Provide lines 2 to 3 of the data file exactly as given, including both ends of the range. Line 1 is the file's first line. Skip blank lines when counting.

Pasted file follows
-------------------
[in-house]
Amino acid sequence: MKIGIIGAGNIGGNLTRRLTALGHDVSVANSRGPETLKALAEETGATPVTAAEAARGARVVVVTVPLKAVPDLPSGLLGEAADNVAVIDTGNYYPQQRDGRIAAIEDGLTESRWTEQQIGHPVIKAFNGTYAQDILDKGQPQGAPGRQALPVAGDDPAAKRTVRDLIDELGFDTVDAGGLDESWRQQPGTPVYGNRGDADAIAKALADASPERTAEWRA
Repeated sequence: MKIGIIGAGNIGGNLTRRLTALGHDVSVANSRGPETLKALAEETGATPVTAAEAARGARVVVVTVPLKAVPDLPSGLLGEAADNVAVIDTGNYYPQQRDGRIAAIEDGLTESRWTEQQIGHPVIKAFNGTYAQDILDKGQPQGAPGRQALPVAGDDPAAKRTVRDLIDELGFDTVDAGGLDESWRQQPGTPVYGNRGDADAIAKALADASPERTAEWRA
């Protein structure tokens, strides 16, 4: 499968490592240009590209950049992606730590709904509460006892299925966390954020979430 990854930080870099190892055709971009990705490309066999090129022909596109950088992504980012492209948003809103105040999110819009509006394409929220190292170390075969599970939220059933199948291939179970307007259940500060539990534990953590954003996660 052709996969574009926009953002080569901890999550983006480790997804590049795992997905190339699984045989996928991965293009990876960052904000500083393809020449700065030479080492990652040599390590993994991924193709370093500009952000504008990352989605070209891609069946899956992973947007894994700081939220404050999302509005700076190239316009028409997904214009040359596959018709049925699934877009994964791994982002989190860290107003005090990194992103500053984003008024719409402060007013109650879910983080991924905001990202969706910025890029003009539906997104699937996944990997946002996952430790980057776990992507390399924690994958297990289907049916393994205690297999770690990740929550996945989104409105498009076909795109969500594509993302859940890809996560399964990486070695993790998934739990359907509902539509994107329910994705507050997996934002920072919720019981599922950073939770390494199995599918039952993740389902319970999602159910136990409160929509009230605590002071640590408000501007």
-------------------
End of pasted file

Amino acid sequence: MKIGIIGAGNIGGNLTRRLTALGHDVSVANSRGPETLKALAEETGATPVTAAEAARGARVVVVTVPLKAVPDLPSGLLGEAADNVAVIDTGNYYPQQRDGRIAAIEDGLTESRWTEQQIGHPVIKAFNGTYAQDILDKGQPQGAPGRQALPVAGDDPAAKRTVRDLIDELGFDTVDAGGLDESWRQQPGTPVYGNRGDADAIAKALADASPERTAEWRA
Repeated sequence: MKIGIIGAGNIGGNLTRRLTALGHDVSVANSRGPETLKALAEETGATPVTAAEAARGARVVVVTVPLKAVPDLPSGLLGEAADNVAVIDTGNYYPQQRDGRIAAIEDGLTESRWTEQQIGHPVIKAFNGTYAQDILDKGQPQGAPGRQALPVAGDDPAAKRTVRDLIDELGFDTVDAGGLDESWRQQPGTPVYGNRGDADAIAKALADASPERTAEWRA